Community Voices:
Remembering Stonewall and Understanding Pride
Sarah Banzhof, 06-11-2019

Attendees of the 2018 Akron Pride Festival pose for a photo.
Stephen Mulé
As we begin the month of June in the year of 2019—the 50th anniversary of the NYC Stonewall Riots—it is important to remember why Pride Month exists. It started as a riot led by trans women of color against police violence. It is much much more than riding on a float wearing rainbow beads and dancing with friends. Webster defines the word “pride” as the “quality of state of being proud, to hold oneself in high regard.” The word can sometimes have a negative connotation—a conceited, better-than thou vibe—but this is not the case during the month of June to our community. This Pride is a sense of togetherness, of wholeness, of acceptance and love for who we are, who we love, and who God made us to be.

It’s also worth noting what Pride month isn’t about and shouldn’t be about. It should not be about corporations and politicians finally getting openly on board with the community—but only doing so in order to advance their product or politician and to further their brand loyalty through a re-appropriation of the rainbow. If you’d like to get behind ALL of the members of the community in the courtroom, law-making, police protection, healthcare, and during any other month besides June, it would be welcomed, but slapping rainbows on things solely to peddle products to queer audiences screams rainbow capitalism and inauthenticity! For decades, these groups at best ignored us and more often maligned us, so you will have to forgive our initial reaction for believing that this sudden support may be a gross distortion of the reality we’ve been living for years, rather than altruistic care for the LGBTQ+ community as a whole.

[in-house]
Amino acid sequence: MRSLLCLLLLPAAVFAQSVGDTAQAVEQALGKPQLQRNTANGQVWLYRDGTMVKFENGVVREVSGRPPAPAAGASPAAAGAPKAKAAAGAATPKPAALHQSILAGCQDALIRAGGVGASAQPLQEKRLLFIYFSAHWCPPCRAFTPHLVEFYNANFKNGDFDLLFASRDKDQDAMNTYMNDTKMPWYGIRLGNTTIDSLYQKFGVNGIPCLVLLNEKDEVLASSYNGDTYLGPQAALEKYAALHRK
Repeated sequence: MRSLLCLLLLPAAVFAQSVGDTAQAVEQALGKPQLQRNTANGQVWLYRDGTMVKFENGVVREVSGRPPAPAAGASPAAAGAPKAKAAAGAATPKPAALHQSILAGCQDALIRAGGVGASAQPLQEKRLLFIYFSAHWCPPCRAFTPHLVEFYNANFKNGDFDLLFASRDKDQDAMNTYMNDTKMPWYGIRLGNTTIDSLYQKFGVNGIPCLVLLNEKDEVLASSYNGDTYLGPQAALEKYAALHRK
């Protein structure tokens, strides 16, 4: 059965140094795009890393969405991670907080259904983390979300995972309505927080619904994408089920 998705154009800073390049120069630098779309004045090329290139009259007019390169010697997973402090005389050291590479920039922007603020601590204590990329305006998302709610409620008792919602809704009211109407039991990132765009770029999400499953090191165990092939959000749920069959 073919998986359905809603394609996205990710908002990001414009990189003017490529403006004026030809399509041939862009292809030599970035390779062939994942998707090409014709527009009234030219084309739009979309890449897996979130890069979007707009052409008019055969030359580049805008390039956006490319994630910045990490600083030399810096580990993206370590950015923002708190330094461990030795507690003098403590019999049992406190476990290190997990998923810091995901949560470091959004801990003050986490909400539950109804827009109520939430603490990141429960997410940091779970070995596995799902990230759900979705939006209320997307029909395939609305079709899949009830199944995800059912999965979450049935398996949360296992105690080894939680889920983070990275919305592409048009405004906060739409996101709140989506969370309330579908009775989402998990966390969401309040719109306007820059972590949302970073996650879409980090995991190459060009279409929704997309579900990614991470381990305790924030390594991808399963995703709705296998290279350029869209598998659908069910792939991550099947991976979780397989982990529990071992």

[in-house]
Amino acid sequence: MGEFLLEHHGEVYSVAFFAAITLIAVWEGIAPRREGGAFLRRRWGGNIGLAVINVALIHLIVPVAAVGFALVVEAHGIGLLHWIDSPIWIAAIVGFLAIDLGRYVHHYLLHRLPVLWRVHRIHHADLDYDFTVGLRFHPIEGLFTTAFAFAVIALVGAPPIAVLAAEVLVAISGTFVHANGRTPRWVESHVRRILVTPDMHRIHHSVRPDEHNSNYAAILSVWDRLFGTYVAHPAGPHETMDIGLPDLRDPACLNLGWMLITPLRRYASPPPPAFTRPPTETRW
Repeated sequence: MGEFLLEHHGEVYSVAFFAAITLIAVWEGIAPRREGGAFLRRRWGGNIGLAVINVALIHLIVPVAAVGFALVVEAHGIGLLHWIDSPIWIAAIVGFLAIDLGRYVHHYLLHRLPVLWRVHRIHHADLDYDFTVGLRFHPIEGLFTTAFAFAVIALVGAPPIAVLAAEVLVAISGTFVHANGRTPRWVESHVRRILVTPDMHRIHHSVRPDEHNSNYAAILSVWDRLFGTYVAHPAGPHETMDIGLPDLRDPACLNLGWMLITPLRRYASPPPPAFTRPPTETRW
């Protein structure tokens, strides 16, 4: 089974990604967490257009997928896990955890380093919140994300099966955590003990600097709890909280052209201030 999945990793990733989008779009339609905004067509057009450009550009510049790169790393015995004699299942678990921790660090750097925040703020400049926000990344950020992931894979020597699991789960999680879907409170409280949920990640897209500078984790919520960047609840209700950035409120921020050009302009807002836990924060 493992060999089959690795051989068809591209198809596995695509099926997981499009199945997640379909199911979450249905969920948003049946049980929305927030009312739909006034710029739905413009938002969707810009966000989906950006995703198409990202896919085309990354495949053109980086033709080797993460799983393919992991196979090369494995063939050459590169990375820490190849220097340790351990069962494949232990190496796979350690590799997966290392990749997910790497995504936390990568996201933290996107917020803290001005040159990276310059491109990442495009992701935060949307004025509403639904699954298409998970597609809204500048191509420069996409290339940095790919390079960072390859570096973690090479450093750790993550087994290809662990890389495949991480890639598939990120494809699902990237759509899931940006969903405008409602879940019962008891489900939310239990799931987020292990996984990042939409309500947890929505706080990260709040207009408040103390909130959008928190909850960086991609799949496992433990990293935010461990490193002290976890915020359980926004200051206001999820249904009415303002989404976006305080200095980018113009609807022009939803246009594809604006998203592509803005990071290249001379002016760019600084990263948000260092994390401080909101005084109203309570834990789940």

Pride month honors LGBTQ+ persons’ right to exist in society without persecution. We thank our true allies—and there are many—who call out and fight bigotry and hate, sometimes masked by phrases like “lifestyle choice,” “natural law,” and “religious rights,” while discrimination thrives.

For those on the fence about Pride itself—why there is a need for one and why there isn’t a “straight pride”—remember this: non-LGBTQ people aren’t brutally murdered or beaten for being straight. They don’t experience a higher level of homelessness because they’re straight, and they are not told they are deviant or sinful simply because of who they love at their place of worship. They don’t need a day or a celebration to honor their community or to tell themselves they are alright just the way they are because the world already does that for them—advertisements, movies, shows, songs, magazines, and history books already assure them of that every minute of every day.

Pride to me is looking back with reverence on those who’ve paved a path in order for us to have better lives and a better future, for celebrating how far we’ve come, and for looking ahead and recharging for how far we still have to go to gain complete equal rights.

Happy Pride to all of my LGBTQ+ brothers & sisters. Stand tall.

—Sarah Banzhof

The 2019 Akron Pride Festival takes place on August 24th from 11am to 7pm at Hardesty Park, 1615 W Market St., while the Cuyahoga Falls Pride Festival will take place October 12th at Stow Ave. & 2nd Street from 12-8pm.

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